this (knitting) life
My cousin Anne was a keen knitter. She had no children of her own but particularly enjoyed undertaking knitting projects for new additions to our large extended family.
However, her untimely death at a relatively young age left several babywear items in various stages of incompletion. In fact, some were barely started and it became apparent that Anne often abandoned one project for the excitement of a new one when a new pregnancy was announced.
Anne’s mother, Marj, was also a knitter of some note who, like Anne, left behind a legacy of incomplete projects. Maria, one of the matriarchal aunts, stepped up with good intentions to do what she could to complete their knitting projects and stored the sundry items in various shopping bags.
However, tragedy struck: Maria — who seemed one of those people blessed to be forever young — was diagnosed with an aggressive cancer, and was gone before we knew it.
So I gathered together all the bits and bobs, scraps of wool, a seeming multitude of knitting needles and dozens of knitting patterns (none of which seemed related to any of the accompanying garments). I put together the pieces, much like a jigsaw puzzle, while the spirits of my predecessors looked over my shoulder with goodwill and love.
One by one, all the items were completed, and I imagined the earnest approval of Anne, the raucous laughter of Marj and the warmth of Maria’s gentle smile.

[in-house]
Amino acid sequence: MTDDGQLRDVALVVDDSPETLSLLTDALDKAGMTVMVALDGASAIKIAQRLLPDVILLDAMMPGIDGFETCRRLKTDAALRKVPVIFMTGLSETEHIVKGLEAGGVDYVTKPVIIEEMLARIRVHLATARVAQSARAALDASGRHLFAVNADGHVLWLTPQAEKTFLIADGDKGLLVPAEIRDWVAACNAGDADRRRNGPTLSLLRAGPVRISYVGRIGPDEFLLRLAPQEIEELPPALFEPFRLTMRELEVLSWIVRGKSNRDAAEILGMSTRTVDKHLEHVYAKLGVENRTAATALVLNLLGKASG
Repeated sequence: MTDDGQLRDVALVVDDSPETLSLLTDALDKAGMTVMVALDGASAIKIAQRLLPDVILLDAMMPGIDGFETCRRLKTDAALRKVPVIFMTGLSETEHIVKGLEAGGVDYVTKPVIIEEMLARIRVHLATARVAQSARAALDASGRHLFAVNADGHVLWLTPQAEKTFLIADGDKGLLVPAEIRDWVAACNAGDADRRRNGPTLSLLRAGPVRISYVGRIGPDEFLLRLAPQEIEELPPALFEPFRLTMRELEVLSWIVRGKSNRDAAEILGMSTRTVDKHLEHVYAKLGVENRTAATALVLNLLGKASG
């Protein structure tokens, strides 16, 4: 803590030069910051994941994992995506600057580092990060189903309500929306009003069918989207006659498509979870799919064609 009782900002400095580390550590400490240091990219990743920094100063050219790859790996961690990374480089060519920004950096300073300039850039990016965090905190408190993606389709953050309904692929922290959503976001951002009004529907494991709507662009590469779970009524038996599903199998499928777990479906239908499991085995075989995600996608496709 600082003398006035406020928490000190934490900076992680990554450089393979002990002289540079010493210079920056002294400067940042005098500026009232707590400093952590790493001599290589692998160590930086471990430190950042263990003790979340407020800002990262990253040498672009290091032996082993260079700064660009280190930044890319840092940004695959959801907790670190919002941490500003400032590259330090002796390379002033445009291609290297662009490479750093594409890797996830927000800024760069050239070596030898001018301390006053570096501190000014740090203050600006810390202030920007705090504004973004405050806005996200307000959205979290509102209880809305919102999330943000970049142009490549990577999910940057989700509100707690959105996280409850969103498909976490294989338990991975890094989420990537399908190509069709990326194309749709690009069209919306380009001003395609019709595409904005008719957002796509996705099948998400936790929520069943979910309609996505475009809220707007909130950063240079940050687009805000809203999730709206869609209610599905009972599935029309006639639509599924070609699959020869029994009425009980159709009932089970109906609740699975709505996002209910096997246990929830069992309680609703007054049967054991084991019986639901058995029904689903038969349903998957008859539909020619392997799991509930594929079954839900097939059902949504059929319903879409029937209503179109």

With the giving of these gifts goes the unwritten understanding they will be passed on to future babies. It is not based solely on the value of the garments themselves but is an acknowledgment that the care and thought that goes into their making should be shared. How won- derful the difference it has made in our family. New parents are not merely congratulated and their new baby goo-goo’d and gaa-gaa’d over. Rather, the sense prevails that the baby is a member of an extended family stretching back in time.
My husband and I often reflect on our own time as new parents. At family gatherings, our boys would be passed around for cuddles, giving us a break.
Even as toddlers, older cousins would make sure they were entertained and safe — a welcome reprieve.
How lucky — yet unknowing — is Anne’s great-niece Molly to have been shown so much love before she was even born, and to be welcomed with these garments into such a caring family. How comforting to know that the cycle of family and living and loving continues.